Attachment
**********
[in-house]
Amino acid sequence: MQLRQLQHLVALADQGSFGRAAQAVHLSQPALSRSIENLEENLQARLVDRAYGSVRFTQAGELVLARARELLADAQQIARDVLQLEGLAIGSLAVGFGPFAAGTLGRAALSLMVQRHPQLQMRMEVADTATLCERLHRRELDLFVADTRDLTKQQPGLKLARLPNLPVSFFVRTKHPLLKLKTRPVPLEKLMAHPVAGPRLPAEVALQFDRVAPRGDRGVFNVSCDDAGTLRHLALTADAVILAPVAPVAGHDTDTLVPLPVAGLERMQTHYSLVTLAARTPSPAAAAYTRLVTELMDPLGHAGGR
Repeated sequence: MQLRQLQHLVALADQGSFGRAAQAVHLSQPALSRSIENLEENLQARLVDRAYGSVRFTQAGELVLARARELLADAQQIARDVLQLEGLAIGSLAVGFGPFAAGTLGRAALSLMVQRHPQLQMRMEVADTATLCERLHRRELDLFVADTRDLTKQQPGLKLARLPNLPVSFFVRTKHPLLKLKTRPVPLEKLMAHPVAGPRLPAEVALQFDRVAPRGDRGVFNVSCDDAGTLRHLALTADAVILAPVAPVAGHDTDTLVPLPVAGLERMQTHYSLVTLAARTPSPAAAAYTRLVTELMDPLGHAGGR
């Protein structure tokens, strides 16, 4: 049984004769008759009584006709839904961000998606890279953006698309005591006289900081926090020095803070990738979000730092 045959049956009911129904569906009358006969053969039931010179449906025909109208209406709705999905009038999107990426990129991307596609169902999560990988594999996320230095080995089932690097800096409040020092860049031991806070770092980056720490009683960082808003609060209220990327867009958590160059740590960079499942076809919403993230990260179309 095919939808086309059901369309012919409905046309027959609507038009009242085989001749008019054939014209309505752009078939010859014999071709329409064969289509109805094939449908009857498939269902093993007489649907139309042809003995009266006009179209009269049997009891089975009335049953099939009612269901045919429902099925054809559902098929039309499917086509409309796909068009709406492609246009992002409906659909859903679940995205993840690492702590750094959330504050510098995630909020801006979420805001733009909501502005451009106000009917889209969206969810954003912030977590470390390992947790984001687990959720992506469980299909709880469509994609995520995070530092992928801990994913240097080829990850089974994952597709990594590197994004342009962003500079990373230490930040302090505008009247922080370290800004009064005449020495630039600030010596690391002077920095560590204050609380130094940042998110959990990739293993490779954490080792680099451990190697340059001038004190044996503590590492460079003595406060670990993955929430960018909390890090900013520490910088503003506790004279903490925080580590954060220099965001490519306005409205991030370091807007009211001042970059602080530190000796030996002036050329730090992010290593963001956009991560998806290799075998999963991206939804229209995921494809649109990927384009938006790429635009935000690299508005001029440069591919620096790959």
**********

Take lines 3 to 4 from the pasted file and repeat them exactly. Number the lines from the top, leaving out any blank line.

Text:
Repeated sequence: MQLRQLQHLVALADQGSFGRAAQAVHLSQPALSRSIENLEENLQARLVDRAYGSVRFTQAGELVLARARELLADAQQIARDVLQLEGLAIGSLAVGFGPFAAGTLGRAALSLMVQRHPQLQMRMEVADTATLCERLHRRELDLFVADTRDLTKQQPGLKLARLPNLPVSFFVRTKHPLLKLKTRPVPLEKLMAHPVAGPRLPAEVALQFDRVAPRGDRGVFNVSCDDAGTLRHLALTADAVILAPVAPVAGHDTDTLVPLPVAGLERMQTHYSLVTLAARTPSPAAAAYTRLVTELMDPLGHAGGR
């Protein structure tokens, strides 16, 4: 049984004769008759009584006709839904961000998606890279953006698309005591006289900081926090020095803070990738979000730092 045959049956009911129904569906009358006969053969039931010179449906025909109208209406709705999905009038999107990426990129991307596609169902999560990988594999996320230095080995089932690097800096409040020092860049031991806070770092980056720490009683960082808003609060209220990327867009958590160059740590960079499942076809919403993230990260179309 095919939808086309059901369309012919409905046309027959609507038009009242085989001749008019054939014209309505752009078939010859014999071709329409064969289509109805094939449908009857498939269902093993007489649907139309042809003995009266006009179209009269049997009891089975009335049953099939009612269901045919429902099925054809559902098929039309499917086509409309796909068009709406492609246009992002409906659909859903679940995205993840690492702590750094959330504050510098995630909020801006979420805001733009909501502005451009106000009917889209969206969810954003912030977590470390390992947790984001687990959720992506469980299909709880469509994609995520995070530092992928801990994913240097080829990850089974994952597709990594590197994004342009962003500079990373230490930040302090505008009247922080370290800004009064005449020495630039600030010596690391002077920095560590204050609380130094940042998110959990990739293993490779954490080792680099451990190697340059001038004190044996503590590492460079003595406060670990993955929430960018909390890090900013520490910088503003506790004279903490925080580590954060220099965001490519306005409205991030370091807007009211001042970059602080530190000796030996002036050329730090992010290593963001956009991560998806290799075998999963991206939804229209995921494809649109990927384009938006790429635009935000690299508005001029440069591919620096790959």